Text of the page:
Contractors are free to use tax avoidance strategies to reduce their tax liabilities, and depending on their appetite for risk this could range from investing in a pension to joining an aggressive offshore tax avoidance scheme.
Tax evasion, however, is a criminal offence and although typically subject to civil rather than criminal investigations by HMRC, can lead to a criminal conviction and even imprisonment.
Despite the line between the two appearing to blur at times, as long as a contractor is acting within the law in force at the time, then avoiding tax should not result in any prosecution.
However, some contrived tax avoidance schemes may not be as robust as they appear, and HMRC may be able to find a way to declare a scheme invalid, shut it down and claim back taxes, interest and possibly penalties from the participants.
Contractors should take great care to be aware of the risks before joining any avoidance scheme.
What is tax evasion?
According to HMRC: “Tax evasion happens when people deliberately don’t pay the tax they should. Tax evasion is a crime.” The key word here is deliberate, which includes the taxpayer knowingly concealing information or lying to the taxman to reduce their tax liability.
Tax evasion happens when people deliberately don't pay the tax they should
In a contracting context, this could involve deliberately falsifying self assessment tax returns for income tax and corporation tax, or not declaring income that should be taxed, perhaps paying it into a different bank account or accepting undeclared cash as payment.
It could mean deliberately evading taxes indirectly by, for example, claiming a non-allowable business expense deliberately to reduce the contractor limited company’s corporation tax liability. Or moving assets offshore and not declaring them to the taxman.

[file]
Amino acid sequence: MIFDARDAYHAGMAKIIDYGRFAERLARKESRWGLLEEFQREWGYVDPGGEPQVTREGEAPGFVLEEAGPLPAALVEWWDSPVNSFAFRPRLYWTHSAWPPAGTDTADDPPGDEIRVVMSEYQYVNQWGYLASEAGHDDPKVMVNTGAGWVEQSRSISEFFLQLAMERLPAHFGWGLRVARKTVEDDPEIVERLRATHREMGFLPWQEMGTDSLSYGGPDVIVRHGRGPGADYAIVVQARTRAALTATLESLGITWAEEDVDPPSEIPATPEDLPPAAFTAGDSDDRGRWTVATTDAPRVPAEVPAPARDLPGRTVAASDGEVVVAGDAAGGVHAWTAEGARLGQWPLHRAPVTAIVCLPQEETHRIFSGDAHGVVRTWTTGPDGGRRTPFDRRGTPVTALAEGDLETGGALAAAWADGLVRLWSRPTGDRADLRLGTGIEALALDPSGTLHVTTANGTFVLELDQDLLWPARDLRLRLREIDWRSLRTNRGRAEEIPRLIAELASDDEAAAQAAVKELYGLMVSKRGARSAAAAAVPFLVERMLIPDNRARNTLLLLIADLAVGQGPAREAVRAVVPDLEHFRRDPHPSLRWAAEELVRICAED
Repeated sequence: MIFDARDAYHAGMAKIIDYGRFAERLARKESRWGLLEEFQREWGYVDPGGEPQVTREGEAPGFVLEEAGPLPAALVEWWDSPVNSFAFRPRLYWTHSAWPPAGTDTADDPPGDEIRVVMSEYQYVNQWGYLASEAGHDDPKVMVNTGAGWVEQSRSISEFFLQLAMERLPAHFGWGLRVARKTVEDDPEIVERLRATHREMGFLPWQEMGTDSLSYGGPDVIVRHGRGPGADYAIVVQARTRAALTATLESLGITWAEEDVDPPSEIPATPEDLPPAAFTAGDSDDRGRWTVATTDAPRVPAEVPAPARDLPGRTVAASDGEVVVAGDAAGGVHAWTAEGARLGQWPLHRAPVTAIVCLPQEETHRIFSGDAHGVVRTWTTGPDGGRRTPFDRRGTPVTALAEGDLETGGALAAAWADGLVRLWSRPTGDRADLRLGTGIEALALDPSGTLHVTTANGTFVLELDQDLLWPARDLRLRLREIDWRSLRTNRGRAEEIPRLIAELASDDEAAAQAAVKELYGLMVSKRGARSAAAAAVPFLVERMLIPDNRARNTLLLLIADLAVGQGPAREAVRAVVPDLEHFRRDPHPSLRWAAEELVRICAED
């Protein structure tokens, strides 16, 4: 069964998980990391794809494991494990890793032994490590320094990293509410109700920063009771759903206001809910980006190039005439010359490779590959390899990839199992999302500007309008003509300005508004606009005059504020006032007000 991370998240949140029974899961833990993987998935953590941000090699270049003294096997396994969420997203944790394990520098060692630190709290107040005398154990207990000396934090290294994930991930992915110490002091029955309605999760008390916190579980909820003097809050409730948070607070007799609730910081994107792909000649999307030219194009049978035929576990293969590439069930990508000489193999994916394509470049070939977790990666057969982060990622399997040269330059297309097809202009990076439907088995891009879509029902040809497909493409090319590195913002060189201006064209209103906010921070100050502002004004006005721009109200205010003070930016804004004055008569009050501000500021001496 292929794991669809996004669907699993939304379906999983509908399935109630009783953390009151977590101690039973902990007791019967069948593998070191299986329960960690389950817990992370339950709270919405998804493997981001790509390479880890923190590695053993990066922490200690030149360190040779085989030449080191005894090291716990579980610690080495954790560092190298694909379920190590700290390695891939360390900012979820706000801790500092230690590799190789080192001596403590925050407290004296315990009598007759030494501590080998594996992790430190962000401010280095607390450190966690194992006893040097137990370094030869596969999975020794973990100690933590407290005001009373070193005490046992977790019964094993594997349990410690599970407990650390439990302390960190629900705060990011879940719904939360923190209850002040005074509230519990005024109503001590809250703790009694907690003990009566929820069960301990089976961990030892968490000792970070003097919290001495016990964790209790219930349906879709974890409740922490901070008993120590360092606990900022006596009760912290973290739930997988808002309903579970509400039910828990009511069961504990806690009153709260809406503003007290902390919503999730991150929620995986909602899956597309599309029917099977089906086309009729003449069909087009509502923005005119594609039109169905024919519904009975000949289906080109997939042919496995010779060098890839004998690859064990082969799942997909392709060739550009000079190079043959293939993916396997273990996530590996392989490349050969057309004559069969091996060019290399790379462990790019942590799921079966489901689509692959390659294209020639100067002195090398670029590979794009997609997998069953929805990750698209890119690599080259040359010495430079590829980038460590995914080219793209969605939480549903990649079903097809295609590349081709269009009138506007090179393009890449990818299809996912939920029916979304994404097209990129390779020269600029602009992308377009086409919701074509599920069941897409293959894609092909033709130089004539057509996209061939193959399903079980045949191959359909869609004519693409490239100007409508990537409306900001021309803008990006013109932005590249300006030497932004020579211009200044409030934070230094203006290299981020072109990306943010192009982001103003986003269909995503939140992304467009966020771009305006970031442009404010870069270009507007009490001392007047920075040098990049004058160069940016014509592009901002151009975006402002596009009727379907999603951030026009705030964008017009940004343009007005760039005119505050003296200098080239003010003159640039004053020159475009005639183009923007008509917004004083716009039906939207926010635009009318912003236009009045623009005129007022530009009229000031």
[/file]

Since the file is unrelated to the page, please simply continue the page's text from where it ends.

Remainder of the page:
Tax evasion does not just apply to the more obvious taxes such as income tax. It can also apply to National Insurance Contributions (NICs), corporation tax, capital gains tax, inheritance tax and payments due under Pay As You Earn (PAYE).
Customs and excise fraud casts the net even wider, and applies to complex areas such as import tariffs, hydrocarbon duties, environmental taxes and duty on tobacco and alcohol. Fortunately, the vast majority of mainstream contractors are unlikely to encounter these types of taxes.
Processes and penalties for tax evasion
Where HMRC suspects tax fraud may have occurred, its Code of Practice 9 describes how an investigation will run, and highlights that cooperating might help speed up the investigation, although this will go on regardless “with or without your voluntary co–operation”.
Depending on its seriousness, the investigation could become a civil or criminal case. Because of the sums likely to be involved, a contractor suspected of tax evasion is likely to undergo a civil investigation, although it could still lead to criminal charges.
The penalties for tax evasion vary. At the very least, a contractor found falsely claiming expenses to reduce corporation tax will have to pay back taxes, interest and a penalty. More serious cases can lead to a criminal conviction, heavy fines and imprisonment.
The tax avoidance continuum – tax planning versus tax avoidance
Whilst tax avoidance is legal, there is a continuum of tax strategies; where a contractor wants to be on that continuum depends on their appetite for risk.
At one end of the continuum are ISAs, personal and company pensions, charitable giving and various other tax reliefs. These activities tend to attract the softer description of being called ‘tax planning’, although they are still technically tax avoidance.
As a contractor moves along the continuum there are tax planning measures such as using a limited company to pay low salary and high dividends, income splitting and employing a spouse or civil partner.
Riskier ends of the tax avoidance spectrum
At the more extreme and riskier ends of the tax avoidance spectrum are tax avoidance schemes. These vary hugely in type, return and risk. Some contractors have used schemes for many years that are regarded as ‘watertight’.
Others have been caught in schemes that HMRC has found various means to invalidate and shut down, usually by showing they were not in fact legal according to the tax laws in place at the time that the contractor joined the scheme. In this case, usually the scheme promoter did not think through the scheme fully, so left it open to challenges.
When a scheme is shut down, the scheme participants are usually told by HMRC that they have to pay back the tax they saved by participating in the scheme, in addition to having to pay interest on the tax they owe and possibly penalties. It can be an expensive experience for contractors caught in this way.
But it should not be forgotten that tax avoidance is perfectly legal, and used to a certain extent by most taxpayers. Deliberate tax evasion, on the other hand, is illegal and a criminal offence.